Given the P Crystal’s lack of low-frequency capacity (rated down to 80 Hz), I made sure to use the cabinets in situations where subwoofer augmentation was appropriate. The first instance where I used the cabinets was providing a small concert PA for legendary folk music performer, Pete Seeger. We spaced the P-Crystals about 35 feet apart (atop small subs) and placed a center fill between them (as well as other distributed cabinets around the venue). Pete performed with two other musicians who played guitars (acoustic and electric) and sang. In addition to singing, Pete played a 12-string guitar and his signature banjo. During setup, I played some familiar music through the system and found that the P-Crystals responded best when using a crossover point situated at 90 Hz (Linkwitz-Riley, 24 dB). As I walked the room during the sound check, I was struck by the Bag End’s excellent vocal clarity. On the stringed instruments too, the P-Crystals offered up fantastic images. The guitars sounded clean and open and intermingled nicely with the vocals. With house and zone EQs set flat, there was a stark difference between my moderately expensive center fill cabinet, so much so that I felt compelled to immediately go back to the EQ for the center fill and try to tweak it to match the clarity of the two Bag End cabs.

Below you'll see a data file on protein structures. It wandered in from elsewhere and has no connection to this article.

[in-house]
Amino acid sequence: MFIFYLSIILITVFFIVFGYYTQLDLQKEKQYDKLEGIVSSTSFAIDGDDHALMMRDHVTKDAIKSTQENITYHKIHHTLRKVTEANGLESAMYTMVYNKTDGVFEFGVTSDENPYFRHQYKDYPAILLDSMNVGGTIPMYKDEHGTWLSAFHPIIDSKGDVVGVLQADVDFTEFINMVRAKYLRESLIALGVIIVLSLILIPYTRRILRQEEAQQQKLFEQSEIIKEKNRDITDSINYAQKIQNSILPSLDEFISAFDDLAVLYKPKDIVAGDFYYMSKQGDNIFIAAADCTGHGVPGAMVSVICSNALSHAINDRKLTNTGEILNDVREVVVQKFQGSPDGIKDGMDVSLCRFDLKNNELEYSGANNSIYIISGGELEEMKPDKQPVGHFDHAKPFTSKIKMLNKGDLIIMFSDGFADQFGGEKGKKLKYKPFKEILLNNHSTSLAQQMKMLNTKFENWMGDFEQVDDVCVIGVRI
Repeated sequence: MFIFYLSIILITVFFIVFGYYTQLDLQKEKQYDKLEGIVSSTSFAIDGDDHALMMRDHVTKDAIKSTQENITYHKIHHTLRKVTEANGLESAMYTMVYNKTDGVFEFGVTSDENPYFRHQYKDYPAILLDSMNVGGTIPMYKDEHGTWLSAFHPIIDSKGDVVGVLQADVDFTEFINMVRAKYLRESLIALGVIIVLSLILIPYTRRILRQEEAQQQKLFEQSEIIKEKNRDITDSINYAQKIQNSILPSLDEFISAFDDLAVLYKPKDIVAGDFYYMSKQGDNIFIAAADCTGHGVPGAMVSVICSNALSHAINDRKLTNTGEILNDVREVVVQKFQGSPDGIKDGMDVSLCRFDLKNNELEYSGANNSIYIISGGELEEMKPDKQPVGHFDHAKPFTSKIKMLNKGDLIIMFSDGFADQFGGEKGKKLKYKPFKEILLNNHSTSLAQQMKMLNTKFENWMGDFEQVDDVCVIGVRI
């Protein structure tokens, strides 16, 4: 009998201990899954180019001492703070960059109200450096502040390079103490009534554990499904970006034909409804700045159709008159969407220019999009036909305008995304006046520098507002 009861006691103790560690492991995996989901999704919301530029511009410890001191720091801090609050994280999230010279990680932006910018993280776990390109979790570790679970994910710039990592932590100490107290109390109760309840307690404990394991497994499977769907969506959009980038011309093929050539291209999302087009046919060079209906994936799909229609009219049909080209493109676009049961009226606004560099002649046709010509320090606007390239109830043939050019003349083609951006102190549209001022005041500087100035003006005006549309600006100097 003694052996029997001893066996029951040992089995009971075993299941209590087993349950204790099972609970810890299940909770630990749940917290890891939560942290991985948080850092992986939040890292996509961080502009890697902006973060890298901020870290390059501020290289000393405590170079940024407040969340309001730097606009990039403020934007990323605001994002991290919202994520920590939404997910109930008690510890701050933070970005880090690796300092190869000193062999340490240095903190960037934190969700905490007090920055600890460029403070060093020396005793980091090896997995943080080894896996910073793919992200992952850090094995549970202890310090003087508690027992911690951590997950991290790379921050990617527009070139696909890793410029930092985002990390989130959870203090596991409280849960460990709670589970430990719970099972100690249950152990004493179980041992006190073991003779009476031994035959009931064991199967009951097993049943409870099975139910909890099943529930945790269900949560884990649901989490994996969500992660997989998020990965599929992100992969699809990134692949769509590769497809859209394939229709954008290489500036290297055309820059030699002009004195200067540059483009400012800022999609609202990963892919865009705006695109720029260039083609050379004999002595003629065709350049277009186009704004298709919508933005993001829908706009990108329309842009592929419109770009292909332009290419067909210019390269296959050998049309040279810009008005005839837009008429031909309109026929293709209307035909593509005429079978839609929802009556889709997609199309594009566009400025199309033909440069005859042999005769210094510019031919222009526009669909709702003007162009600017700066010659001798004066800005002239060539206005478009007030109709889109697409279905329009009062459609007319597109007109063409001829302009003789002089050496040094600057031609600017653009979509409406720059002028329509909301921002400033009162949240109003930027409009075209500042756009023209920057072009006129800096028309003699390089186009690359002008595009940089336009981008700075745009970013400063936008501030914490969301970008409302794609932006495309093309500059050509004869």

Later, to test the cabinets with some louder music, I brought the Bag Ends to a dance band performance. The band featured three lead singers, a three-piece horn section and a full rhythm section driving the band. The crowd of about 150 was in a coverage area that was about 40 feet wide and 65 feet deep. The P-Crystal’s horn dispersion was well suited to the hall, and the speakers yielded plenty of midrange punch and a very sweet top end in the semi-reverberant environment. Again, the boxes delivered excellent vocal clarity despite the congested mix that featured blaring horns, a cracking snare and a big dose of kick and bass. In the midst of one of the band’s most up-tempo tunes, I went over to assess the cabinet’s level of thermal stress. While not exactly scientific, I found that they were barely warm to the touch — impressive considering the output level at that point in the performance (over 100 dB SPL at one meter, according to my iPhone’s decibel meter). The cabinets had no trouble covering to a depth of about 50 feet from the stage, although there was a defined center sweet spot within each cabinet’s throw depending on horizontal positioning within the listening area (not unexpected with an enclosure that is geared to throw longer).
The Bag End P-Crystal R is truly a pro-grade powered loudspeaker and, at $3,480 street, its price reflects that. It delivers superb sonic images with a wonderful complement of drivers and a robust amplifier. The cabinet is rugged and attractive. The fact that the box has rigging points and can be horizontally arrayed makes it ripe for upscale installs. The P-Crystal’s efficient amp and superb sonics make it a great candidate for live sound work but, with such a hefty weight, it can be a modest challenge to transport and lift up onto a sub or a pole.
Andrew Roberts is a live-sound and recording engineer based in the Washington, DC area.